Myrtle Leaf (Lemon)

CloveMyrtus communis

Part used: Leaf, berries, seed

Energetics: cooling, drying, bitter

Actions: Astringent, antiseptic, anticancer, anti-inflammatory, antioxidant, anti-ageing, restorative, vermifuge, antibacterial, antifungal, expectorant, decongestant, stimulant, digestive

Indications: Oedema, bladder and kidney ulcers, diarrhoea, dysentery, colds, cough, acute and chronic respiratory infections, lung ulcers, tuberculosis, heart tachycardia or palpitations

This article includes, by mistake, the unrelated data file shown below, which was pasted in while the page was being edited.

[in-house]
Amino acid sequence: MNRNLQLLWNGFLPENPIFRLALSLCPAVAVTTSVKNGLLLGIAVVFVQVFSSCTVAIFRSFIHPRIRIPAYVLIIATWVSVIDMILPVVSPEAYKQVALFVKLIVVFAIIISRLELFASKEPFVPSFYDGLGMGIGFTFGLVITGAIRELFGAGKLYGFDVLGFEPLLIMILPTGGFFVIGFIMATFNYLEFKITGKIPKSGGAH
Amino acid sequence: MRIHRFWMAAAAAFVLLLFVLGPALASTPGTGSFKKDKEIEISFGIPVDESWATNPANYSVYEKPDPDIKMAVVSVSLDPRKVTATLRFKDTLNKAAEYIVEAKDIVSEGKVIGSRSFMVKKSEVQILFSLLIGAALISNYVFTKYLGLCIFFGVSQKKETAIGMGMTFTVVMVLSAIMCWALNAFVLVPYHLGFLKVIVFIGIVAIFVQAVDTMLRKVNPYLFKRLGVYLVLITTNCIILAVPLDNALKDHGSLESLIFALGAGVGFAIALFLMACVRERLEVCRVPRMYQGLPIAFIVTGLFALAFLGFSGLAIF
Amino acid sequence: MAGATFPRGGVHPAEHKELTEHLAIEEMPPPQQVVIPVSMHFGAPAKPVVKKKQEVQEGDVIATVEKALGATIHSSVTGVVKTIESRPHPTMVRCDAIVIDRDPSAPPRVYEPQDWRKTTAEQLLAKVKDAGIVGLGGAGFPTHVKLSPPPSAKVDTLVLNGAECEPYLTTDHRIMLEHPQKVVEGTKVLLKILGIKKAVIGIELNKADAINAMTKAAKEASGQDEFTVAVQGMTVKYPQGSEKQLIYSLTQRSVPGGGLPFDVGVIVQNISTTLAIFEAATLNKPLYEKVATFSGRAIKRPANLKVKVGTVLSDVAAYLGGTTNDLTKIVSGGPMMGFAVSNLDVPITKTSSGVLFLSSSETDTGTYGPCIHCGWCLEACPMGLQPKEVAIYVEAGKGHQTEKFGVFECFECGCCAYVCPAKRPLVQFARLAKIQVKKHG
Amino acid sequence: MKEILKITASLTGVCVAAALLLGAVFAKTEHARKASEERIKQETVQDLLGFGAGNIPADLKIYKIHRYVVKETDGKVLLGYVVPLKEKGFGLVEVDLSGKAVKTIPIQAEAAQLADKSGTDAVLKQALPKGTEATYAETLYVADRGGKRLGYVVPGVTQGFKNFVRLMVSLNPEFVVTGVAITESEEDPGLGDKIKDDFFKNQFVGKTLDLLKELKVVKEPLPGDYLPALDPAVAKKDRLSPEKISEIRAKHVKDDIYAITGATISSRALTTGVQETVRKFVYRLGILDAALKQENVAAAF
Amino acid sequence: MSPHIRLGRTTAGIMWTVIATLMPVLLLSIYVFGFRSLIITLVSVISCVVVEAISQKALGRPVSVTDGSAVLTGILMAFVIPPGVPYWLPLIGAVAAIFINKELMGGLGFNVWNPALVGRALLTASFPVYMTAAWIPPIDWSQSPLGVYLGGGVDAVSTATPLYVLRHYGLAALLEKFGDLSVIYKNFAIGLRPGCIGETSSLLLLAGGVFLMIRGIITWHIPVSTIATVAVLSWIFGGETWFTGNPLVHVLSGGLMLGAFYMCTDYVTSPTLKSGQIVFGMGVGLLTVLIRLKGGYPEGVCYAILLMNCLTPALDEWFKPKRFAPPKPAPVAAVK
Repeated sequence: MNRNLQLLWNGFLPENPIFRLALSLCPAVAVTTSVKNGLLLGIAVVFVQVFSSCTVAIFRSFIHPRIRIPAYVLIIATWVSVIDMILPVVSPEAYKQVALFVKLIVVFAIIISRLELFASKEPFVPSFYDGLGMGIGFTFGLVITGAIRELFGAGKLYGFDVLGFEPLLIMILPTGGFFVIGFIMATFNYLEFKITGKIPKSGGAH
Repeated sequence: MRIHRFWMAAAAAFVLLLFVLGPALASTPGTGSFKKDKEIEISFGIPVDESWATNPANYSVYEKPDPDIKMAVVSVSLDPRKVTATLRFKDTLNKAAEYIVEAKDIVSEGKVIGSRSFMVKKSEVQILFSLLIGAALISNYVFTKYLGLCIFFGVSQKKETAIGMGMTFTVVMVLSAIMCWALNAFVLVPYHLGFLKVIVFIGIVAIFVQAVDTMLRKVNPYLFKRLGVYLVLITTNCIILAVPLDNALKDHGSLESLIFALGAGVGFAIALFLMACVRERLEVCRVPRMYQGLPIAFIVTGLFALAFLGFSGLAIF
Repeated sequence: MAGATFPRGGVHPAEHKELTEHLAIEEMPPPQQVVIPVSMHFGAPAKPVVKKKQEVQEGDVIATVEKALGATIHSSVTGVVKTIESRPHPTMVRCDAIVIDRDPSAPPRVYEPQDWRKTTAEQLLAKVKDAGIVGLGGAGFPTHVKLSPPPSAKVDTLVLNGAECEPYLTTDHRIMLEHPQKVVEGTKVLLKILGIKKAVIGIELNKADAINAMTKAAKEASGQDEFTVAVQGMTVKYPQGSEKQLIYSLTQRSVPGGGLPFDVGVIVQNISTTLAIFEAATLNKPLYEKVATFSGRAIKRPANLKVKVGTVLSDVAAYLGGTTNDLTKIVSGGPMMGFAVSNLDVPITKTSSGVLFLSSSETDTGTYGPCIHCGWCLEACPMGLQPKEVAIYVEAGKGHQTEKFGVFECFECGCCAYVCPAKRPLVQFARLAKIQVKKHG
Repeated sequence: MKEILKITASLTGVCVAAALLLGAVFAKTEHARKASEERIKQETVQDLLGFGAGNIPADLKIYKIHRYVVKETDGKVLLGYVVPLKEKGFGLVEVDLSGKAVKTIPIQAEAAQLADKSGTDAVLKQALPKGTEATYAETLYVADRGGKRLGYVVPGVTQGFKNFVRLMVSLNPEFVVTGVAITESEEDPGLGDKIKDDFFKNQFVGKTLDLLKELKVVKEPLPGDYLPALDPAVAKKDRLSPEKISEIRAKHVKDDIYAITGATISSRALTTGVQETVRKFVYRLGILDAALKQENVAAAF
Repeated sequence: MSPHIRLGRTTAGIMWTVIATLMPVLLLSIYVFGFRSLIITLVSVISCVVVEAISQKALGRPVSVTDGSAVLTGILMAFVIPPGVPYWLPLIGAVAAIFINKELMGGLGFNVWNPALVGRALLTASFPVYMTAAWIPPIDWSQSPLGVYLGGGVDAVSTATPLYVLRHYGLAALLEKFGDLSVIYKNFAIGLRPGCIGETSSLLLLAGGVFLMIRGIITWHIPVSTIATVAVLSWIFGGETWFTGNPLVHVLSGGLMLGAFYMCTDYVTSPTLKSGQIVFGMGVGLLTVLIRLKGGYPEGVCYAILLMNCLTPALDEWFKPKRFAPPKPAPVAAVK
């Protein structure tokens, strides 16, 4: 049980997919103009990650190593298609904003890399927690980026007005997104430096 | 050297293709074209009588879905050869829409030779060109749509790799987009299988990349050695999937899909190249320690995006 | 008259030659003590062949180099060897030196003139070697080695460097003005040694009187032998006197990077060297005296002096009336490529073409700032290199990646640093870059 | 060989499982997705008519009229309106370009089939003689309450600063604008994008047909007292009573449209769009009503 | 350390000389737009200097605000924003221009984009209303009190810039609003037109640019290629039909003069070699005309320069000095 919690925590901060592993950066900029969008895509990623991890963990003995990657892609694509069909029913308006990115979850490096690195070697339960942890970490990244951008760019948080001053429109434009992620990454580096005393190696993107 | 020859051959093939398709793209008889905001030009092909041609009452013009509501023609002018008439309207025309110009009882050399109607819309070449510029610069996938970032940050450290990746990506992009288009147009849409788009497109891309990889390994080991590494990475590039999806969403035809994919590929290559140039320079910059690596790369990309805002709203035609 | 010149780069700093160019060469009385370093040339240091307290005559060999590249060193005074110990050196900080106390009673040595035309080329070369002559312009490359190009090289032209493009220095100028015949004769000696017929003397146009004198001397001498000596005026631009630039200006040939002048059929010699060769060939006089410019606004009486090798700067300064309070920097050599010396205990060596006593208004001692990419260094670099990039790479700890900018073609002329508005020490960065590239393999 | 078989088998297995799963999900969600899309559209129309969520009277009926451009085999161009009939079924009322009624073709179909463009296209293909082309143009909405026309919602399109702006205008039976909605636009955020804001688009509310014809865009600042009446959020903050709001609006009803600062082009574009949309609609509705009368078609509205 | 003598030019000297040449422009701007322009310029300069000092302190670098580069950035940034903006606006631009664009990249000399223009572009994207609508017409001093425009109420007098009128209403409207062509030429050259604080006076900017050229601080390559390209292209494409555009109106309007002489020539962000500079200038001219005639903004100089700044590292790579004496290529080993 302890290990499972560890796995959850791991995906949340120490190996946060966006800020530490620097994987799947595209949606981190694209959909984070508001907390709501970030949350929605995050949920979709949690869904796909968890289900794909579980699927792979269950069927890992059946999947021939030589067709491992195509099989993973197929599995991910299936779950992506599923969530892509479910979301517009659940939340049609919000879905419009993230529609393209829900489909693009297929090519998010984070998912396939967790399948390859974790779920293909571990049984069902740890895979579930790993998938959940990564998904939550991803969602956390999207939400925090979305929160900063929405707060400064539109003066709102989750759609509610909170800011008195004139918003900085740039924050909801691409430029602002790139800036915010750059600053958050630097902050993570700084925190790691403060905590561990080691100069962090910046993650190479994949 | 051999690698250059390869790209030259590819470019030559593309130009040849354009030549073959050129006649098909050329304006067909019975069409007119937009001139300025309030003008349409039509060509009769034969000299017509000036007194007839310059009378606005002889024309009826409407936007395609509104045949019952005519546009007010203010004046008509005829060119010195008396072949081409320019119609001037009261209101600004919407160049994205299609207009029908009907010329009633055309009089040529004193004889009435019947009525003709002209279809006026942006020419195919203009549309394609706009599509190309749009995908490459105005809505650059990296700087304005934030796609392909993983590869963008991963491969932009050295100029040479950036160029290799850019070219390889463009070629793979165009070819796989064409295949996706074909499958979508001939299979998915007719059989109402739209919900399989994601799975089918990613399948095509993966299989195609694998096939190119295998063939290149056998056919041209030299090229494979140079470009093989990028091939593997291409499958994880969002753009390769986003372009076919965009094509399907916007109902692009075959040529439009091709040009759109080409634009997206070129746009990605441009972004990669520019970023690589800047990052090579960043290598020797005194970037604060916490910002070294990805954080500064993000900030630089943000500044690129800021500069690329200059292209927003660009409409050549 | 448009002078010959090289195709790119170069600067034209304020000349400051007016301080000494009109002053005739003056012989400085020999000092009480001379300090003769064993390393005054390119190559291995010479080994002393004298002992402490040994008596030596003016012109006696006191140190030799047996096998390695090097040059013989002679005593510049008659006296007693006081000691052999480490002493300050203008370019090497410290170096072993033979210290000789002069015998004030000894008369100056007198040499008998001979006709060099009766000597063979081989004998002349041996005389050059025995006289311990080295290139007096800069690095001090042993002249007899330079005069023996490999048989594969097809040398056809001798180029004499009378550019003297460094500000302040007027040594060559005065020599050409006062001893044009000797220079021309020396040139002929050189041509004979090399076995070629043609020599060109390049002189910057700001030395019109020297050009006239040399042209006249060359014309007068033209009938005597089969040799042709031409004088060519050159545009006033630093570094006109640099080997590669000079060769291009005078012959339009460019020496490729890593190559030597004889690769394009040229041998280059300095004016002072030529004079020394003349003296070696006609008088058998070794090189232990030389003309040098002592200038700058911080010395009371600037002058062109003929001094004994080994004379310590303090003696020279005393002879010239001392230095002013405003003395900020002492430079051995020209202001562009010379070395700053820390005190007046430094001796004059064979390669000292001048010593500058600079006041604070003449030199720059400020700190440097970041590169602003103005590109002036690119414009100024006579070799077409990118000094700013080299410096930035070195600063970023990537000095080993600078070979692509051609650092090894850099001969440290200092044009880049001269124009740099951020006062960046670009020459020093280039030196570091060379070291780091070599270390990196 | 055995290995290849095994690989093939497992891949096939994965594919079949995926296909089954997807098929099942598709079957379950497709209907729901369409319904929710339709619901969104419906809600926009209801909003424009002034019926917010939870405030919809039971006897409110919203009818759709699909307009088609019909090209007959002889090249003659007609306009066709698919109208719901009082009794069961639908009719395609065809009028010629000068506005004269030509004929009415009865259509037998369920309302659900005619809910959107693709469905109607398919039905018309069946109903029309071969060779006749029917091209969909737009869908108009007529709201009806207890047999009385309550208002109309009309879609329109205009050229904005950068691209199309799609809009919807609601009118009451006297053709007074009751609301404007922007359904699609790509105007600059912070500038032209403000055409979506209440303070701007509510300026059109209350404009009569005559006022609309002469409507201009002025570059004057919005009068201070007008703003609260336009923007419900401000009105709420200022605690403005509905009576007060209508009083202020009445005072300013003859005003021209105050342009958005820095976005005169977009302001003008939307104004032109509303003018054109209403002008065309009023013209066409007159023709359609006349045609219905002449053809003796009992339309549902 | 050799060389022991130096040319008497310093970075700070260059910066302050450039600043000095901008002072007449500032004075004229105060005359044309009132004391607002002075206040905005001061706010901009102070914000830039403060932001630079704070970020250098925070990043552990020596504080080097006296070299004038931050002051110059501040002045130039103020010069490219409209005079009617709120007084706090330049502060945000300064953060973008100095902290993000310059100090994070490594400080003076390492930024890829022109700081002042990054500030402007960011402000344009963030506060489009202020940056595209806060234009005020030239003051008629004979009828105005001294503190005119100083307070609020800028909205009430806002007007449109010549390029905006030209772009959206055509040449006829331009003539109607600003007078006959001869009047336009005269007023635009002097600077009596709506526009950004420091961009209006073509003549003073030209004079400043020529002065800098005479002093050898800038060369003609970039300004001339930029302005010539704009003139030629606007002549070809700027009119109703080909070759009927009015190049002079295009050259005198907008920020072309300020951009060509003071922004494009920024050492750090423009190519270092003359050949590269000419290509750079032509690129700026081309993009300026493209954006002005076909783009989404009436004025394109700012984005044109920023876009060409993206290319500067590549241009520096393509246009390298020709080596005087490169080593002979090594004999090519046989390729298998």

Lemon Myrtle leaves have a strong lemon/lemongrass flavour and have been used for over 40,000 years to both flavour food and treat headaches and colds. It is a native Australian plant that was used by Indigenous Australians in bush medicine. Traditionally when treating headaches and colds, lemon myrtle was first crushed to release the essential oil citral and then inhaled. Lemon myrtle leaves are high in calcium, vitamin E, and antioxidants and research has also found it to have antiseptic, calmative, sedative, antifungal, and antimicrobial properties [1].

Lemon myrtle Leaf is used in our Australian Breakfast, Australian Bush Blush and Lemon, Lime and Bitters Tea.